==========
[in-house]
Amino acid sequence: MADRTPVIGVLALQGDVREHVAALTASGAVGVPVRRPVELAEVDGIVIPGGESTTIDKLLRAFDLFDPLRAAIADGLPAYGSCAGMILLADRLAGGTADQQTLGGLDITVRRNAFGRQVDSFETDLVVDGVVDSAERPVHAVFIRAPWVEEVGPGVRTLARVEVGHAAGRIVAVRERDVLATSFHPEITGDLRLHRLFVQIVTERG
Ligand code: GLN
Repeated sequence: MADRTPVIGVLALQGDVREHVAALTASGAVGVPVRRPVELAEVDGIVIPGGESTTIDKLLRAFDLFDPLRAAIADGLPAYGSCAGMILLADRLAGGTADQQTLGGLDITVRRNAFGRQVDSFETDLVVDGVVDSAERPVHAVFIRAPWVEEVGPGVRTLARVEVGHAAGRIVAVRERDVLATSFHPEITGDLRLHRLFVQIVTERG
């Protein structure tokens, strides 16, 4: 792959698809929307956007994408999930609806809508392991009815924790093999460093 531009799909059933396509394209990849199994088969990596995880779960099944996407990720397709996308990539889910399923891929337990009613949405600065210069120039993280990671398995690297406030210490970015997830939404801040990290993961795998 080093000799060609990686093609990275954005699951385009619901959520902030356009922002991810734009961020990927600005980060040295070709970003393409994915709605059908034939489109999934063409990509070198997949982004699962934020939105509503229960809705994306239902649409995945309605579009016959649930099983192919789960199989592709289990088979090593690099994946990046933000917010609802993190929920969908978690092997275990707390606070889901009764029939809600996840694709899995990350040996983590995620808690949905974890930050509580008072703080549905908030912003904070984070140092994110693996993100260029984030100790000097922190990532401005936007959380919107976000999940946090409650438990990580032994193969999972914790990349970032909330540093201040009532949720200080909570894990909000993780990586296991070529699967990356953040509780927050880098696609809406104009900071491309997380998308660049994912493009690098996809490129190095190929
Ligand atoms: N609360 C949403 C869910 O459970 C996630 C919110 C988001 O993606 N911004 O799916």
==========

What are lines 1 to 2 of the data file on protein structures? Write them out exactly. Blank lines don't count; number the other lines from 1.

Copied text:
[in-house]
Amino acid sequence: MADRTPVIGVLALQGDVREHVAALTASGAVGVPVRRPVELAEVDGIVIPGGESTTIDKLLRAFDLFDPLRAAIADGLPAYGSCAGMILLADRLAGGTADQQTLGGLDITVRRNAFGRQVDSFETDLVVDGVVDSAERPVHAVFIRAPWVEEVGPGVRTLARVEVGHAAGRIVAVRERDVLATSFHPEITGDLRLHRLFVQIVTERG